One of the things I love most about Frit is that even though she has every reason to judge me and my pathetic, as of late, state of living–she doesn’t. I mean, she’s seen everything these last couple years–the days I don’t brush my teeth, the days I don’t get out of my pajamas, the days I can’t list even one productive thing I’ve done–and yet, she doesn’t judge. She just loves. Oh and she laughs. (Yes, at me, if you really must know.) Because sometimes this whole thing really is ridiculous.
Aaand I love her because even though she is older than me, she never makes me feel like she knows everything simply because she’s already been through it.
I hate it when people think that just because they’ve experienced something similar to you, or because they’re older than you, that that somehow gives them an understanding of who you are and what you’re going through. Or that they have the answers for your situation.
Yes. Perspective comes with age. I won’t discount that. Nor will I discount the notion that we all experience certain things to give us the wisdom to help others. I think we all have a built-in desire to help another soul. And I’ll be the first to sign up for a ladies night jam session where the talk is deep and the stories of life string together from one person to the next like telephone lines on a long Texas highway. I also very much appreciate the occasional, “hey, read this.” or “have you ever listened to this?” or “p.s. been thinkin bout you.” (In fact, just yesterday my dear friend Katie sent this, and this, to me. Love love love.)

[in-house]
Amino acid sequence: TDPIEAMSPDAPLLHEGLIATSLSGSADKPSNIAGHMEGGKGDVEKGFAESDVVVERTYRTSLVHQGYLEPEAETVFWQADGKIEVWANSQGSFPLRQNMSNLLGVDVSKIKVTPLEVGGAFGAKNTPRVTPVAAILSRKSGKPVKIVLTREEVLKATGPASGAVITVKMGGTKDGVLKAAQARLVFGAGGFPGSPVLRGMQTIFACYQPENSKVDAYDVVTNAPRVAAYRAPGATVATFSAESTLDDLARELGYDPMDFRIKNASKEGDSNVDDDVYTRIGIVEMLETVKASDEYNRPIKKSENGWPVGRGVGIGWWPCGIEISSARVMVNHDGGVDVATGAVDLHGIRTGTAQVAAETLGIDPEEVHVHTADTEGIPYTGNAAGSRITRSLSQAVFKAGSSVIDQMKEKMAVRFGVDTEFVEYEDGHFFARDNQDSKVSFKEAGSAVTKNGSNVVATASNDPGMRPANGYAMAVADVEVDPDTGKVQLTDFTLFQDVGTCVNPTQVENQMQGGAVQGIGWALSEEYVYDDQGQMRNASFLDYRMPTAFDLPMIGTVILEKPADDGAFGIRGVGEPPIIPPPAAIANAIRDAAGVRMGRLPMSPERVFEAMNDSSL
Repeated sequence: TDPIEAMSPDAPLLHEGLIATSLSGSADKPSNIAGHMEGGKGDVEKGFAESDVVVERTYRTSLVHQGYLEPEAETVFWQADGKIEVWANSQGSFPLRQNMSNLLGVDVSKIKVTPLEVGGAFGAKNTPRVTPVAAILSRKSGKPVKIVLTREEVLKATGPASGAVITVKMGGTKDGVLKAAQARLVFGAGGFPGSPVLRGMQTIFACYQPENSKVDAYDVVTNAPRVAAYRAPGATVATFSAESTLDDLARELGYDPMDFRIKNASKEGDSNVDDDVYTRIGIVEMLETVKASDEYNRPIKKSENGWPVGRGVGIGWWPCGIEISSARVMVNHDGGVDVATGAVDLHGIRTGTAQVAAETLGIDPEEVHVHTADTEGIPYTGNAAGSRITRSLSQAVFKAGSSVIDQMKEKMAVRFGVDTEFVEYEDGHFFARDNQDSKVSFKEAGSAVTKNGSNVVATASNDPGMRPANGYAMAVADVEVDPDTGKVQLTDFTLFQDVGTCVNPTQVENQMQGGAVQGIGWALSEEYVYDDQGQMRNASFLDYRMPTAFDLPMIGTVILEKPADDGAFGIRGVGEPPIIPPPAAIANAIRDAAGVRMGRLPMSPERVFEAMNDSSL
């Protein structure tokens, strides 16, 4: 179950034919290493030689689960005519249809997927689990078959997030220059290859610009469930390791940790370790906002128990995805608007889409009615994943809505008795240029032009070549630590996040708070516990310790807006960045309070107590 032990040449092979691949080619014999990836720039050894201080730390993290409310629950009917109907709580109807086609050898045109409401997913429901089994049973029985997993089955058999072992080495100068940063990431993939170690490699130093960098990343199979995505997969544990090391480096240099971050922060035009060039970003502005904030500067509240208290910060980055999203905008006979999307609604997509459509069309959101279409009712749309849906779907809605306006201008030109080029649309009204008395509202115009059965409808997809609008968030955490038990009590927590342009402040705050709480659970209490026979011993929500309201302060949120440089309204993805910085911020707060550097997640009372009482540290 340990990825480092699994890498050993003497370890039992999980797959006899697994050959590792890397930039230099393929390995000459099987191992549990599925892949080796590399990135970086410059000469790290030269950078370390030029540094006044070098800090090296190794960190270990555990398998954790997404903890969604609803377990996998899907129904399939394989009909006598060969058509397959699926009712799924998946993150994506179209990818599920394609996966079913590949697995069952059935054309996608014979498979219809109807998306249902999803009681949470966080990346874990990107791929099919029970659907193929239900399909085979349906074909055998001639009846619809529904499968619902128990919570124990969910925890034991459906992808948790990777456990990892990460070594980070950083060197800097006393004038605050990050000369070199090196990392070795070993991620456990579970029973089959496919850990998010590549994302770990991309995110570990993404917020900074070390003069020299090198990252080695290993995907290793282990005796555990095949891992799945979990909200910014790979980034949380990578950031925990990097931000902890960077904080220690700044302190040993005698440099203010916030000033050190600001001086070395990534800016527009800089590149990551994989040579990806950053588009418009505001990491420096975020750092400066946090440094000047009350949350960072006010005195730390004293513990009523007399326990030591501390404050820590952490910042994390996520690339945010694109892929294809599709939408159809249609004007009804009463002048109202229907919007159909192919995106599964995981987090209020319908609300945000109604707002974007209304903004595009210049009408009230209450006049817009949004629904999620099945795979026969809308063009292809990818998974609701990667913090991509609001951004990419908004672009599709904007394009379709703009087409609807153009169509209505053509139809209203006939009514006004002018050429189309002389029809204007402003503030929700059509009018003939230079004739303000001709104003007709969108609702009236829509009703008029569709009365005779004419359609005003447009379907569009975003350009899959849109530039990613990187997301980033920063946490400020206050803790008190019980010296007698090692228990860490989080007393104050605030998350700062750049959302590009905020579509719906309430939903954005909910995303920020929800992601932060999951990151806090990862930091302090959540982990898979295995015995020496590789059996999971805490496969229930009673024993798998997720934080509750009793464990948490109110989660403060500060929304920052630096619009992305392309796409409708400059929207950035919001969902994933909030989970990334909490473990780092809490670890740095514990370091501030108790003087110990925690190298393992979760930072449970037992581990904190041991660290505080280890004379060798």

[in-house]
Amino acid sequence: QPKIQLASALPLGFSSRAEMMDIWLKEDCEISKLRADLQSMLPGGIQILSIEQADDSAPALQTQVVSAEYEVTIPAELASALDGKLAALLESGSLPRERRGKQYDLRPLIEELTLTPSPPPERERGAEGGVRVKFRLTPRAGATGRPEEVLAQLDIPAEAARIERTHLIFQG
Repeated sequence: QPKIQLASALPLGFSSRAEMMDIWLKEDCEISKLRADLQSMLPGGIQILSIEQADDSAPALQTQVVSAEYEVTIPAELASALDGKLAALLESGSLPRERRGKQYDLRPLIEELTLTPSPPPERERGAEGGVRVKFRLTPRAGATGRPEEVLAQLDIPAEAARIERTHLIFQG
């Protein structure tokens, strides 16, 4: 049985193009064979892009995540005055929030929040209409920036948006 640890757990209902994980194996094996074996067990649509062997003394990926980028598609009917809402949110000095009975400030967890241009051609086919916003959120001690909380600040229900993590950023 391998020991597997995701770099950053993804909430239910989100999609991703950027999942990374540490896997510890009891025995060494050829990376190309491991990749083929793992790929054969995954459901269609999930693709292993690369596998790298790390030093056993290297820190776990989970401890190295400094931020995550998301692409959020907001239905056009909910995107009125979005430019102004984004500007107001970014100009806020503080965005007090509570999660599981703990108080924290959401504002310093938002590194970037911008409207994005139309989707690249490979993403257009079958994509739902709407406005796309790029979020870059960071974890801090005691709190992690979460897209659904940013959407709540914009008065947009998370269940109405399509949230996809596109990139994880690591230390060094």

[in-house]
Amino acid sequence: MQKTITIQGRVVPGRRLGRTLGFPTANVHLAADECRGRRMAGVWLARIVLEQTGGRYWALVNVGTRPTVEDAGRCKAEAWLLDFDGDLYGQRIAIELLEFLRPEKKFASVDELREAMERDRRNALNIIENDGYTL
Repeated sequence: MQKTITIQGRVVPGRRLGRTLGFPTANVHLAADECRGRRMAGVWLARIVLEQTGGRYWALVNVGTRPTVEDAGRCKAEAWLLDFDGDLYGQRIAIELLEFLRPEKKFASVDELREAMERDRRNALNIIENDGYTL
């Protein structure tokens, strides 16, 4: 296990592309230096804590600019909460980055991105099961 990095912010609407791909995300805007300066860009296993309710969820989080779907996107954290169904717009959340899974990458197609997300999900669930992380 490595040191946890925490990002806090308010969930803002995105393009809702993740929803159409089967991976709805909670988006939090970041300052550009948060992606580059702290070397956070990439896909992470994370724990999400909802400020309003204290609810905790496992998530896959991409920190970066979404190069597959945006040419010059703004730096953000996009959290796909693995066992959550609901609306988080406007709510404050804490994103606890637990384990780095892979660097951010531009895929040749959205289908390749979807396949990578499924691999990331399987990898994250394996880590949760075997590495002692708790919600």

But hurt is hurt. And grief is grief. And loneliness is loneliness.
And no matter what age or stage of life you’re in when you experience it, it sucks. And just because you’ve been in it deeper or longer or went through it first doesn’t give you a special badge of honor, nor does it negate what another person is feeling and experiencing.
I remember talking to my sister a couple years ago. She’s eight years younger and is engaged to be married this summer, but at the time she had just come out of a really heart-shattering breakup. And she was crying–crying about how lonely she was and how badly she wanted to be married. And then she looked up, almost with a tinge of apologetic guilt and remorse in her eyes, because, “who was [she] to be crying about this to [me].” I’d been “doing single” for eight years longer than her.
But instead of saying, “Yeah that’s right. Come cry to me when you’re still 30 and single,” and instead of piling all my advice and lessons learned on top of her sad-little heart right then (I did offer a few thoughts later, though she never actually read them and I think were more for me than they were for her anyway)–but at that moment I was reminded of Frit and a very similar scene a few years prior where I’d cried to her, my best friend six years my senior, about how lonely I was, and how much I hated dating and how much I wanted to “just be married already.” And I think I looked at her with a look quite similar to my sister’s when I realized who I was whining to. But she just looked at me and hugged me and told me to just cry … to just “let it all out. It hurts no matter what age or how long you’ve been at it.”
And so, I looked at my sister, and her teary eyes, and told her the same thing. Because. Frit was right. Just because I was older, and just because I had already been through the sadness she was feeling, and just because I’d felt it longer–it didn’t somehow make her hurt less real or even less important.
I fancy myself a smart person. I like to tell people what to do. I’m quick to make decisions and I always have an opinion handy. I also generally give awesome advice and counsel. (True story.)
I have learned. That the life experience for each individual is so intensely unique. No one else has my answers, or your answers for how to deal, how to overcome, or how to thrive. Only you and God really know. And the majority of time people don’t even need answers anyway. They just need support. A shoulder to lean, or cry, on. A hand to hold. An ear to listen. And love. Genuine, honest, sincere, simple, from deep in your gut love.